From the time she was a little girl, Wendy aspired to visit Africa because of her father’s World War II pictures and stories including those about his pet monkey. While in the U.S. Army Air Corps between 1943 and 1945, her father visited/was stationed in ten countries (one of which is now four separate ones) before returning stateside. Wendy first achieved her dream in 1997 when she and Rick safari’d in Kenya and Tanzania for two weeks. But clearly, Africa called her back.
The Walleighs moved to Swaziland for six months in 2006 then to Nairobi, Kenya for 2007 to work for TechnoServe as part of their encore careers, also traveling extensively while living there. Since 2007, Rick and Wendy have traveled to Africa several times, most recently in May 2012 to Botswana, Kenya, Mozambique and Uganda. Throughout her travels Wendy has been astounded by how much rural Africa is still similar to her father’s pictures from 60 years ago. Though of course the urban centers are larger and more modern, sadly the surrounding slums are also huge compared to the 1940s. In any case, Wendy recognized how much of a life-changing experience her father’s 2+ years living in Africa must have been for him. Her time in Africa certainly was life-changing for her.
Wendy and Rick's first day trip in 2007 was about two hours north of Nairobi to the so-called soda aka alkaline lakes, which attract thousands of Flamingoes every year because of these lakes' huge population of fresh-water shrimp (lending the Flamingoes their pink...read more
Langata Giraffe Sanctuary: Even without U.S. visitors coming to Nairobi, Wendy and Rick wanted to visit the famous Langata Giraffe Sanctuary on the outskirts of Nairobi near the town of Karen (named after Karen Blixen of Out of Africa Fame). It was founded in the...read more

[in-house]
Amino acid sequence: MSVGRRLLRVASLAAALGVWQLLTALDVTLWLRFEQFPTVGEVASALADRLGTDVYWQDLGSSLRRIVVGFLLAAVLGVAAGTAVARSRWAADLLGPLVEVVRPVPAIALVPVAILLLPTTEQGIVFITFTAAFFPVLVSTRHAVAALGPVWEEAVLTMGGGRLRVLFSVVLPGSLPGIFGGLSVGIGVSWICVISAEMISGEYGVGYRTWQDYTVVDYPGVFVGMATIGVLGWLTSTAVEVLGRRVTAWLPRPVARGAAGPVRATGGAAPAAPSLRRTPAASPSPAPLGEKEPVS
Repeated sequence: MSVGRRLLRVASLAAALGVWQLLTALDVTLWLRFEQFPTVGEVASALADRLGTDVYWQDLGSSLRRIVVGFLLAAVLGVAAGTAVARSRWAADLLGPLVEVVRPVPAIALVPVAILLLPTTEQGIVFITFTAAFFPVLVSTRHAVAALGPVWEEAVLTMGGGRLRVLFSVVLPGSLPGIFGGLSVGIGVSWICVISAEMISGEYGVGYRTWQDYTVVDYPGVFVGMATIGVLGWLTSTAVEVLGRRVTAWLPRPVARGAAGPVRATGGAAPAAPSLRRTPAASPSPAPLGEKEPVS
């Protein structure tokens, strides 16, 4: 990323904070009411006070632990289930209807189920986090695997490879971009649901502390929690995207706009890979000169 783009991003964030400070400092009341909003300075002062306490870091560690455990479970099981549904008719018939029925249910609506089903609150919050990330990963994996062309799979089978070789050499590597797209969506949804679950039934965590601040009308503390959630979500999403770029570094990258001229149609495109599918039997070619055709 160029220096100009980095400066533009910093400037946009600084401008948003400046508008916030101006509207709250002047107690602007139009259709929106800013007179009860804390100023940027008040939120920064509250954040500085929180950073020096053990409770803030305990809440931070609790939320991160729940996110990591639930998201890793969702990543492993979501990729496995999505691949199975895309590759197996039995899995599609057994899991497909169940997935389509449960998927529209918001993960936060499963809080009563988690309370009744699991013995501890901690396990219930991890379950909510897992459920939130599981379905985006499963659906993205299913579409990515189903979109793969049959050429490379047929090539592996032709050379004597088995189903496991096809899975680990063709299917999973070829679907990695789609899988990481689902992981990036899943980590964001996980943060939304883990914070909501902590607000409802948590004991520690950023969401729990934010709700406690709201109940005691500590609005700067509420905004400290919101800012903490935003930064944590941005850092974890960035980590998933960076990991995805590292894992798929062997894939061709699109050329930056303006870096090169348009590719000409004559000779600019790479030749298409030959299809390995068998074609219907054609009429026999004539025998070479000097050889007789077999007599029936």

Approximately 10% of Kenya's population lives in Nairobi, population 4 million--about 4 times the total population of Swaziland. It sprawls over many miles with the characteristics of any major city in the world, consisting of the same contrasts of poverty, traffic,...read more
Whimsical Watamu: Friends Anna and Greg discovered that Kitengela’s Croze family also owned a large rental home on the coast north of Mombasa in a beach town called Watamu. They invited a group of friends for a weekend at the Croze home in Watamu. After a brief...read more
Many of Kenya’s central and eastern rural poor have a few banana trees in their yards. But despite Kenya’s large overall banana crop, farmers are virtually unconnected to urban wholesalers, retailers, and consumers in cities like Nairobi, Kisumu or Mombasa.* These...read more
Across Africa and Latin America, TechnoServe works with farmers to sustainably improve the quality and quantity of the coffee they produce.* It helps link small-scale farmers to specialty coffee buyers who pay a premium for their high-quality beans. The higher incomes...read more
Kenyans drink a lot of milk. This tradition is probably derived from tribal culture—particularly the Maasai tribe--where cows represent wealth. However, the vast majority of dairy farmers own less than ten cows, each of which typically produces ten gallons of milk...read more
Wendy and Rick met with this participant who was definitely making progress in TechnoServe's Upscaling program. Starting in 2003 in his home, Joseph Njer’s growth-oriented yoghurt processing business by 2007 was on a US$170,000 run-rate for annual turnover. The...read more
A pharmacist and his wife successfully ran Neema Pharmacy and Chemists in Embu, a large central Kenyan city surrounded by farms. The wife had grown up in a nearby farming village and saw how difficult some of her neighbors’ lives were, particularly grandparents...read more